Outsider views of Singapore suffer from numerous preconceptions and generalizations, many the result of sometimes humorous foreign venting in online forums about the city-state’s overweening legal apparatus and legal codes. Yet Singapore is affluent and materially developed by any measure.
Nor is Singapore is widely known as a place of literature, but that is at least in part because much of the city’s life lies behind language barriers. This perception is exacerbated by a national campaign, promoted by the city to advertise its strength as a destination for foreign investment rather than a cultural hub.
The novel Trivialities About Me and Myself by Yeng Pway Ngon does two things splendidly to disabuse these notions. First, the novel is a much-needed corrective to the usual stereotypes. The author, a winner of the Singapore Literature Prize and the Southeast Asian Writers Award as well as a prolific poetic, utilizes his work to critique the technocratic veneer of the island nation.
Second, the book employs a theme of the human condition as it intersects with modernity. Big words often used to describe Singapore’s experience of modernity—industrialization, modernization, legalization, and now financialization—do not tell us much about the personal level. Rather, this novel is about one man’s struggle with a breakneck world of change. Though the color is local, the story is global.
The author’s interpretation of the Singaporean dilemma is funneled through the protagonist Ah-hui and his struggle with the ‘Self’. This Self is a voice in Ah-hui’s head that represents one aspect of his ego. Ah-hui speaks to the Self, as if the Self were a separate being. Ah-hui and the Self argue and disagree. Sometimes Ah-hui is the victor. In these instances, an ethic of material profit and consumption wins. Sometimes the Self is the champion. This is meant to represent traditional values. In Ah-hui’s case, the Self will often prefer the exegesis of classical Chinese literature or the righteousness found in the defense of those who have been left behind in Singapore’s expanding economy.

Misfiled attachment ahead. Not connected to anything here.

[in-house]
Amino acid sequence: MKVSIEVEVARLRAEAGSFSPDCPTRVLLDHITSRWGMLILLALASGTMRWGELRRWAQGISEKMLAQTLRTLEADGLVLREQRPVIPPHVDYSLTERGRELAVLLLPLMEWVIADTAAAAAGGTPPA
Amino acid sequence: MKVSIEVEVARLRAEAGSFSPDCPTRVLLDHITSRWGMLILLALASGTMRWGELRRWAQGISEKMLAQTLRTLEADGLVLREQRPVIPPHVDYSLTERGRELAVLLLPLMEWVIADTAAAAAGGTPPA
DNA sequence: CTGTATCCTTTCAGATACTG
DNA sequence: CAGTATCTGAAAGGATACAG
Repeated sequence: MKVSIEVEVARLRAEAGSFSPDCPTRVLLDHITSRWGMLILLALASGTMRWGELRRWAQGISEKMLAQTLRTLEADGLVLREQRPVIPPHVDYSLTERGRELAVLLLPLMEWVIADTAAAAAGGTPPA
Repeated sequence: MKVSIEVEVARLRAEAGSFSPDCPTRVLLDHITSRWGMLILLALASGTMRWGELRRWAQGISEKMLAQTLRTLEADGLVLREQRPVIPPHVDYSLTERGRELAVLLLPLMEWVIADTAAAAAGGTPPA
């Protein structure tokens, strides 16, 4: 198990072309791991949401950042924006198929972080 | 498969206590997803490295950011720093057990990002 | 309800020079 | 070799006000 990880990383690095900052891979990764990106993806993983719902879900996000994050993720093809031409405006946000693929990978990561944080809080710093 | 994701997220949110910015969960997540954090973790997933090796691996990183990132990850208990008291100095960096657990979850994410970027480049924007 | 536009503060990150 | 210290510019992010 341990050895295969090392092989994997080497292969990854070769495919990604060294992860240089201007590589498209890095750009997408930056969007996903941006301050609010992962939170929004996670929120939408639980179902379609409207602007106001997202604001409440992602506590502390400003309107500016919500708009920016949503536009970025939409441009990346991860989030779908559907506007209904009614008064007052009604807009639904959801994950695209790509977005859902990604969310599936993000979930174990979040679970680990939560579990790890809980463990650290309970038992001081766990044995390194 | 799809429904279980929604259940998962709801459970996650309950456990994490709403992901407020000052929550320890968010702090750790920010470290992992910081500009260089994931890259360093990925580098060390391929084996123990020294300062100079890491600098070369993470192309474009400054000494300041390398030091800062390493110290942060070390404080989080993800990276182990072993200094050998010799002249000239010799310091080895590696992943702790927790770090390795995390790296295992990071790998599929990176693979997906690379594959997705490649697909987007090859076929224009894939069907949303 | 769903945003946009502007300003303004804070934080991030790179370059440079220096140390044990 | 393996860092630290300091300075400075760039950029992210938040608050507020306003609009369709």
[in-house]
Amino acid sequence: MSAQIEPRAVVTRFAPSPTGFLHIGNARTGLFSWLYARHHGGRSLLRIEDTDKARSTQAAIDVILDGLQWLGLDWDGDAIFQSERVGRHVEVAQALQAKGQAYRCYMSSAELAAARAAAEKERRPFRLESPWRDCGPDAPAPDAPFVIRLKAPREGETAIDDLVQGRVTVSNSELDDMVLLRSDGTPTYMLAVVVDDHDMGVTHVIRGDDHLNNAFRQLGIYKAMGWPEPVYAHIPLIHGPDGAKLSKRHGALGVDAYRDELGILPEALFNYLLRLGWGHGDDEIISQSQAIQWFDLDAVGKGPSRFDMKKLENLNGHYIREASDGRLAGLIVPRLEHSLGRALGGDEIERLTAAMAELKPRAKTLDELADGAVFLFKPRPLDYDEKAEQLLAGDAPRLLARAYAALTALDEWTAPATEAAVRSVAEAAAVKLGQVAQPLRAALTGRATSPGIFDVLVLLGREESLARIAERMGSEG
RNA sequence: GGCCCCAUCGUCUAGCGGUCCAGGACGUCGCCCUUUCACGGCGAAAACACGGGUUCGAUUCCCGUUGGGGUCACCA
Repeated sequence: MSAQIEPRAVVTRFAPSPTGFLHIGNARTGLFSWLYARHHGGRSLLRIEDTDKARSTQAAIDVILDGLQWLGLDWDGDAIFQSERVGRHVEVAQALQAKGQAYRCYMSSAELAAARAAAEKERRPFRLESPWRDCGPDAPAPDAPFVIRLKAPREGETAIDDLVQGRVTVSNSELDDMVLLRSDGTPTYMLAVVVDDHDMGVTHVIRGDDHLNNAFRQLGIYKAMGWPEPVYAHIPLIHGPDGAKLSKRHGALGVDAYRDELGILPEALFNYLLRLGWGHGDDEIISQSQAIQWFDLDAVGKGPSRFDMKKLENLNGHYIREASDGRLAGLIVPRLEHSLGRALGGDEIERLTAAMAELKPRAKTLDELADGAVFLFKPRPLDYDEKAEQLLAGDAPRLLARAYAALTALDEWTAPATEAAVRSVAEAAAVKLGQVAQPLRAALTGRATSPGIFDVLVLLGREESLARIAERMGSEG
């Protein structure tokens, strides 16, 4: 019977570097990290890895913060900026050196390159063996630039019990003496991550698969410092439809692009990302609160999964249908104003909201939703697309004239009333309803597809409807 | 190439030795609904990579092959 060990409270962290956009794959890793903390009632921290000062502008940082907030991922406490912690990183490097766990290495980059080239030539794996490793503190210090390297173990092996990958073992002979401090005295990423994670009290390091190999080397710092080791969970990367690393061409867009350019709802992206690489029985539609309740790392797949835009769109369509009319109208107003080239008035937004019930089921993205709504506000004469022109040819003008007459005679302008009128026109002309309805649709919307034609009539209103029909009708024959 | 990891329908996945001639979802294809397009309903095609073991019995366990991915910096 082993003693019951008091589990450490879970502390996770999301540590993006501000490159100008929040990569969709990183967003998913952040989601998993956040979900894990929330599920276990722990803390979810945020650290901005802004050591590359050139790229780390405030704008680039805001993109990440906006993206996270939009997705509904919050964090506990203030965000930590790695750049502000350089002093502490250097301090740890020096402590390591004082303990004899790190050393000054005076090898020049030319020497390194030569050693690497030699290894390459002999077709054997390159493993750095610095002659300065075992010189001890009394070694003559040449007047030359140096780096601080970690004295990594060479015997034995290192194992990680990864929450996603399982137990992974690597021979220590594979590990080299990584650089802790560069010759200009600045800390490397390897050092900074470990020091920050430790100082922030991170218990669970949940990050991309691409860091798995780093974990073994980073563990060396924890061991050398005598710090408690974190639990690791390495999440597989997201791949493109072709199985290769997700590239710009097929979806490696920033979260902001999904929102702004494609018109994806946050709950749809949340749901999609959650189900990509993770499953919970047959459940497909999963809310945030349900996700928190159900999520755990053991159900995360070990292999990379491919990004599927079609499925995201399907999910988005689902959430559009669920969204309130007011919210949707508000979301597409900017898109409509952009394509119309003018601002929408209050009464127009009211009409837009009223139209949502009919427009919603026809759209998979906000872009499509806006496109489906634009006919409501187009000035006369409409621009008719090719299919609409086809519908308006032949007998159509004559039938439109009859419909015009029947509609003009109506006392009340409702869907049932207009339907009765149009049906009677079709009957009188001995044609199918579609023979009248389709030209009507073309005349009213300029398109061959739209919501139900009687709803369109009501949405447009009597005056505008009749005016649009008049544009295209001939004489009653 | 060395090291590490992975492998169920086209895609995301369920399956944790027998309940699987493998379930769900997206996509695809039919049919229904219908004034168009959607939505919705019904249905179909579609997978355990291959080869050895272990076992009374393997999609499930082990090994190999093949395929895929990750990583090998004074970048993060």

The confrontation between Ah-hui and the Self is reflected on two levels. In as much as the Singaporean city-state moves away from Confucianism, so too does Ah-hui move away from the Self. The plot is driven by both the struggle inside Ah-hui’s mind and by the stress of Singaporean society to embrace fast-paced development.
When young, Ah-hui and the Self share the same mind. Their values coincide:
When I started working, Myself was still in student mode and placed righteousness above profits in everything we did. He seemed unaware that we live in a society where money counts more than anything.
Later Ah-hui—and Singaporean society—decide that they must break with the traditional values advocated by the Self:
Poverty is not merely a shame, but is the greatest evil, the origin of all sins. One needs to be obsessed with money in order to be free of penury.
Ah-hui struggles at his newspaper job. His Self wishes Ah-hui to pursue journalistic integrity, while Ah-hui wants only to please the newspaper’s board for career advancement. This disagreement comes to a head one day at work. The separation between Ah-hui and the Self becomes a medical issue. When Ah-hui feels overwhelmed with the burden of his ethically-stricken Self, he visits the newspaper’s in-house doctor. He dismisses Ah-hui’s concerns and reassures him that this is the normal plight of the contemporary Singaporean:
In these modern times, the self disappears after one grows up, but yours is still around, and that is the source of your problems. The doctor looked soberly at me. The only solution is to get rid of the self… The average, normal person gets rid of the self when he is in his thirties, he went on. If you still need your self in your forties, that means you are refusing to grow up.
Alongside this strife between Ah-hui and the Self, the story also recounts the boom times of the late 1980s and early 1990s as vividly as it does the race riots of the 1960s. A sense of place is evoked as much by these events in Singapore as it is by the kinship terms between Ah-hui and the other characters of the novel. The last part of the book ends with the events of the SARS epidemic and the protagonist’s failing prospects in business as well as in love. The old-age neurosis that besets Ah-hui toward the end is reflected in society’s moral descent as a whole.
Many of the scenes in the novel are picturesque, the imagery of which also reflects the skill of translator Howard Goldblatt. Of the nearly-fifty translations completed for writers from the mainland, Taiwan, and Hong Kong—including noteworthies like Mo Yan, Jiang Rong, and others—this is only Goldblatt’s third foray into Southeast Asia. This serves as a reminder that Chinese literature extends to the greater diaspora.
Trivialities About Me and Myself by Yeng Pway Ngon is as a memorable novel of one individual’s struggle to overcome the challenges of material society. Though it is set in Singapore—and debunks common stereotypes of the island nation—the story projects an inventive use of the travails found in a fast-changing world.